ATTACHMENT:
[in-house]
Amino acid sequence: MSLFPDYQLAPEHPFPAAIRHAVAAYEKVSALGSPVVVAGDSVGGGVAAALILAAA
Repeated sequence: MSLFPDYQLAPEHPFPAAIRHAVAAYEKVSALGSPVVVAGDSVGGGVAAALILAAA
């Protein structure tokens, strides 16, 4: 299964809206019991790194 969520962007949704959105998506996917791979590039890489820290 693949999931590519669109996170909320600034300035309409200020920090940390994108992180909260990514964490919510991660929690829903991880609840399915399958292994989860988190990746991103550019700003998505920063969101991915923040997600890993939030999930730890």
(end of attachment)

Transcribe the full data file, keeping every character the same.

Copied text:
[in-house]
Amino acid sequence: MSLFPDYQLAPEHPFPAAIRHAVAAYEKVSALGSPVVVAGDSVGGGVAAALILAAA
Repeated sequence: MSLFPDYQLAPEHPFPAAIRHAVAAYEKVSALGSPVVVAGDSVGGGVAAALILAAA
């Protein structure tokens, strides 16, 4: 299964809206019991790194 969520962007949704959105998506996917791979590039890489820290 693949999931590519669109996170909320600034300035309409200020920090940390994108992180909260990514964490919510991660929690829903991880609840399915399958292994989860988190990746991103550019700003998505920063969101991915923040997600890993939030999930730890």